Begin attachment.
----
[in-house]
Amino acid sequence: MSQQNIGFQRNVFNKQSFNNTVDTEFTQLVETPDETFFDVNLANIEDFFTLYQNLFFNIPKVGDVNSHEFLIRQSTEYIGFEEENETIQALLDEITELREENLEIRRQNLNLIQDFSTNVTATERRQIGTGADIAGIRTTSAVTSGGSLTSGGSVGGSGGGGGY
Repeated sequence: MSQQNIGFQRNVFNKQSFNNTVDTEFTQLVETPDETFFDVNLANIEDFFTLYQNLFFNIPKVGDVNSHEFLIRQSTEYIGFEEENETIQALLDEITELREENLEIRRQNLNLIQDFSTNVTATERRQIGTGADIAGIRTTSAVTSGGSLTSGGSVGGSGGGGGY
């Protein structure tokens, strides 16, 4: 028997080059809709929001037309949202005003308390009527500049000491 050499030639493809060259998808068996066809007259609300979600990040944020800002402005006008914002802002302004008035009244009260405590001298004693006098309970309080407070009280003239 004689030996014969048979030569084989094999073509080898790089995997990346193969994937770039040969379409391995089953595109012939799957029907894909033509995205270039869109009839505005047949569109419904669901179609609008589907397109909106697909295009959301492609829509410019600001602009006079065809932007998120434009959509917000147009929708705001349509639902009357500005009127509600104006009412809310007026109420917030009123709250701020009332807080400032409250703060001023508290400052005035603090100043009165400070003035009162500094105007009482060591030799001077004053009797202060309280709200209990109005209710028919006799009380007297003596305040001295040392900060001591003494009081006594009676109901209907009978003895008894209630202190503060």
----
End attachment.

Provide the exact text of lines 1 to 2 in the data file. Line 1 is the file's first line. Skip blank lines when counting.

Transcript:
[in-house]
Amino acid sequence: MSQQNIGFQRNVFNKQSFNNTVDTEFTQLVETPDETFFDVNLANIEDFFTLYQNLFFNIPKVGDVNSHEFLIRQSTEYIGFEEENETIQALLDEITELREENLEIRRQNLNLIQDFSTNVTATERRQIGTGADIAGIRTTSAVTSGGSLTSGGSVGGSGGGGGY